We Didn’t Use to Pay for Convenience: How I Stepped Away From Instant Gratification and Finally Found Balance

I was so depressed just thinking about what was to come. I tried to drown my anxieties in more pills. I snort three in one line and instantly, I felt better.

It takes only seconds for an opioid to hit your bloodstream and at that moment, I could finally breathe.

Opiates including painkillers and heroin are known for creating an intense high, particularly if injected directly into the veins. Luckily, I couldn’t shoot myself up alone so I break up the pill into snortable lines as I melt away the chaos in my head.

The thing is, these drugs are highly addictive. They wreak havoc on both the body and communities across the globe. The fact that they work so fast and produce such a euphoric high is what makes them so addictive, as the brain associates the action of injecting the drug with the reward of pleasure.

And anything less than that, well, won’t do anything at all.

Take me as an example. I used to find comfort in drawing and taking a nice walk around my neighborhood. Except now, it seems as if the opioids depleted everything good in my brain. I say this because those activities no longer bring me pleasure. Or at least, they didn’t for a long time.

And I don’t think I’m alone with this. Based on some research, I learned that drug addicts and alcoholics (generally speaking) are hooked on this idea of instant gratification. I mean we are living in this microwave society. So we tend to “want it right now” rather than later.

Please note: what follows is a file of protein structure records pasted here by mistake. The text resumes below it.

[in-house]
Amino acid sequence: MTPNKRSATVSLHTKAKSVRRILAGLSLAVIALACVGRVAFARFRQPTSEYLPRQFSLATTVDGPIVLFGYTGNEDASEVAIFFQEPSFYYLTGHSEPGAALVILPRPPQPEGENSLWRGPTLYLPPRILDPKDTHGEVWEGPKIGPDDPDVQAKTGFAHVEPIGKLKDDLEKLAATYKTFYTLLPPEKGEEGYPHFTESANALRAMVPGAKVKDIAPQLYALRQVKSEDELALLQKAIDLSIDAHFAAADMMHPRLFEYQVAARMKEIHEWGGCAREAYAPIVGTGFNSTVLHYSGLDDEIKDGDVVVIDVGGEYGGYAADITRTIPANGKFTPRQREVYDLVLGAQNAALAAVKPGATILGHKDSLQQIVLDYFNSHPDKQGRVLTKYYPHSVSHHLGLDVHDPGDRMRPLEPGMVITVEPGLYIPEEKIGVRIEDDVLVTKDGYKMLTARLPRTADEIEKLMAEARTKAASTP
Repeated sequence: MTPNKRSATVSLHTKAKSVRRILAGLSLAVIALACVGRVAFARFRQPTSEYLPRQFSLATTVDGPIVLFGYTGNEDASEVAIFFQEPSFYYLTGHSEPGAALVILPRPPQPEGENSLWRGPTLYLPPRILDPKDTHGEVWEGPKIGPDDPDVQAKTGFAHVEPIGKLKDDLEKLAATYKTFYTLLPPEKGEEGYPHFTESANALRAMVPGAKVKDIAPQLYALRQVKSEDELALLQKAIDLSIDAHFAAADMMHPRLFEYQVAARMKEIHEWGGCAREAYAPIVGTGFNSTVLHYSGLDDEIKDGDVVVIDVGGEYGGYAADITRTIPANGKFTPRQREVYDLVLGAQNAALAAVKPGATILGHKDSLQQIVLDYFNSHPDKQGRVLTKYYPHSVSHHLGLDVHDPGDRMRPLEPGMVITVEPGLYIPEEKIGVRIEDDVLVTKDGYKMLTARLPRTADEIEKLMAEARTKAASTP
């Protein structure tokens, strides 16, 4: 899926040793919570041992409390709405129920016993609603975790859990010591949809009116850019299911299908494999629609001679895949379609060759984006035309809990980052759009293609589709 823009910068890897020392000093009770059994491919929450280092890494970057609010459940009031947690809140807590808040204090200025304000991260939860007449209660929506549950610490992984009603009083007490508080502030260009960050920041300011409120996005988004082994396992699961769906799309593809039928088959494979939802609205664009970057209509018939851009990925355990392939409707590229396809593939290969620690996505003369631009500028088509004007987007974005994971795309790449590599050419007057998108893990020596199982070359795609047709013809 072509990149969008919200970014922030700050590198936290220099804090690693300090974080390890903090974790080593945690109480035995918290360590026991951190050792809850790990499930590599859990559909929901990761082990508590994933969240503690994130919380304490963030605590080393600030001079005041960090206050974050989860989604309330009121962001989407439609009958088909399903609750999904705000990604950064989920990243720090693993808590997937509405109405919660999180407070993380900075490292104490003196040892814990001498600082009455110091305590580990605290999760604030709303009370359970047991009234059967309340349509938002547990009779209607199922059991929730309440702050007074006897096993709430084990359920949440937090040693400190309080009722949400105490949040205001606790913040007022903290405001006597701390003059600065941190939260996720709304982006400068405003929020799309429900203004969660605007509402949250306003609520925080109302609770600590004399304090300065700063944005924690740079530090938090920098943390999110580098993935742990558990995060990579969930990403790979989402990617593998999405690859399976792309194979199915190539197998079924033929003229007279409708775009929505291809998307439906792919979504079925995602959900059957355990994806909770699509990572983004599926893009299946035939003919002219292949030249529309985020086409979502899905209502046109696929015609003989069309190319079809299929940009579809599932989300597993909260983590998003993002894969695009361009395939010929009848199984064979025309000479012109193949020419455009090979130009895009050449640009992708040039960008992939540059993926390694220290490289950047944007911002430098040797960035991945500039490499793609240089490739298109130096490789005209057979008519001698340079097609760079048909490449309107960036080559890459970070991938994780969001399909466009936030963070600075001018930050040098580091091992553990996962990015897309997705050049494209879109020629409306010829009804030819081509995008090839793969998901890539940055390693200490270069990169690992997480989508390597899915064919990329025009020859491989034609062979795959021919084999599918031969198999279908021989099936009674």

The Idea of Immediate Relief

We have trained ourselves into this mindset based on years of alcohol or drug use. When we took our drug of choice, we gave our brains and our body a fake-instant reward.

Not only were we addicted to drugs but we became addicted to the idea of quick comfort. We became drawn towards the ability to self-medicate and escape from reality at the drop of a hat. This ability to flip our emotional states on and off was just as important to us as the drugs themselves.

Am I right?

I think so. Chances are, we needed the ability to change our mood because more times than not, we were severely depressed. Our drug of choice prevented us from having to deal with our emotions. If we were upset about something in our lives, we could simply self-medicate and avoid having to feel our feelings.


This is what instant gratification was all about when it came to our drug use. When we speak about escaping reality, what we are really talking about is escaping our emotions, and avoiding the reality of having to process our feelings. We were not running from the world but in fact, we were running from ourselves.

And eventually, it became a necessary escape each day. Our instant gratification was actually a need for instant relief so that we did not have to face our lives.

I know I couldn’t deal with the impending consequences of my actions so I snort more pills to silence the noise.

Regardless of how you frame it, we addicts and alcoholics became addicted to the need for instant gratification everywhere. The thing is, recovery can do just that. When you create something new in your life, you get an instant rush of euphoria, a sense of accomplishment —instant feedback.

Creation can become our new outlet for instant gratification.

So here are four ways on how I stepped away from the idea of instant gratification and finally found balance.